Anyway, I love these themed episodes and the “Siege Narrative” was a great choice affording lots of insightful thoughts. It’s a type of movie that invites analysis because so often the group of characters in their besieged environment will act as a microcosmic commentary on bigger societal issues. Also I think these “Siege” movies tap into an element of our inner child, at least in my case. As a kid I always seemed to be holed up in a tent or a pillow fort or a tree house, a sort of sanctuary from the adult world outside. These movies definitely appeal to that sensibility.

    As for the movies discussed, here are my ratings:

    Night of the Living Dead 8/10
    Maximum Overdrive 4/10 (An estimate seeing as how it’s so long since I watched it)
    Tremors 7/10
    The Mist 7/10

    Now with this episode being a themed one, Dr. Shocks suggestion of a “What happened to M.Night?” theme and the above discussion of a Cryptozoological theme I got a little over excited and came up with some other ideas for themed episodes that I’d love to see you guys do:

    • Early gore cinema
    • Horror films you don’t find scary but love anyway
    • Japanese horror
    • The best low budget horror (Films made for under say a million dollars?)
    • Realistic horror; horror films that could potentially happen/have already happened.
    • The Video Nasties/censorship and controversy: can movies really have an adverse effect on society?
    • Horror Documentaries
    • Horror movies that everyone seems to hate but that you love
    • Horror movies that everyone seems to love but that you hate
    • Horror movies with the best cover art

    This isn’t to suggest that the themes you fellows come up with aren’t always awesome but I just thought I’d throw these ideas out there in case of the extremely unlikely event that you someday find yourselves all themed-out.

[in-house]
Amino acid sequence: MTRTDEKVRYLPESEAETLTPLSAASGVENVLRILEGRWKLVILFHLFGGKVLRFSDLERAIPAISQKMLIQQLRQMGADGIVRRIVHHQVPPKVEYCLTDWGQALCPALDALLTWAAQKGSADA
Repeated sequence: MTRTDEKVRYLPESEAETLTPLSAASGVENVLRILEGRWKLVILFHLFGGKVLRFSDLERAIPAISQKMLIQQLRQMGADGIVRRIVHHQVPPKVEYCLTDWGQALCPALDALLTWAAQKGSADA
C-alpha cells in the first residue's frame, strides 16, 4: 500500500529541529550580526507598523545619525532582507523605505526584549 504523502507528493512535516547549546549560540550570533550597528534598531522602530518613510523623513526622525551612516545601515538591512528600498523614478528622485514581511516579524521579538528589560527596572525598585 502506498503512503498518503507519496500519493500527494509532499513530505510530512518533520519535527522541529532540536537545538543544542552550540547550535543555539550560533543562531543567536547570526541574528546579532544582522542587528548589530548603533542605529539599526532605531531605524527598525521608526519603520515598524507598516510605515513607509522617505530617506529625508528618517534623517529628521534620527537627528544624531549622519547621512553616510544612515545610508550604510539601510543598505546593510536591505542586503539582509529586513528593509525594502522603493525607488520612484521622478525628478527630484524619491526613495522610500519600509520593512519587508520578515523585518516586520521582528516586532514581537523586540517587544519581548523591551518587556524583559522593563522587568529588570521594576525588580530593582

I love this podcast and I love all the awesome folks who post comments here. It’s such a respectful, knowledgeable, civil and intelligent community and that’s a pretty rare thing on the internet.

    – David


    Guys, I couldn’t handle the peer pressure, so I finally watched Night of the Living Dead for the first time ever. After reading your thoughts on it, I think some of you might be disappointed with my take on it, but hopefully we can all stay friends haha. I guess I’ll begin with the things that bothered me, which most of them are technical. My main problem was the film-noir look to it. Generally, I would love the film-noir look in a movie, but here I found it kind of annoying. I guess I just wanted a clear look at everything, and instead I got shadows upon shadows upon shadows. The shadows definitely added to the atmosphere, but I just didn’t feel like they were handled very expertly. It was Romero’s first feature length film, so maybe that came into play. The grainy look didn’t bother me, I actually think of it as a plus. What did bother me were the sudden changes in lighting that plagued the film. I know it was a low budget film and the technology at the time might have had something to do with it, but that was something that I couldn’t get over. There were also a few inconsistencies that bothered me. The zombies couldn’t decide if they were slow or fast. They seemed to walk super slow most of the time, but then when they attacked they were extremely agile and even smart. I’m not a big fan of the smart zombie so that was a big turnoff for me.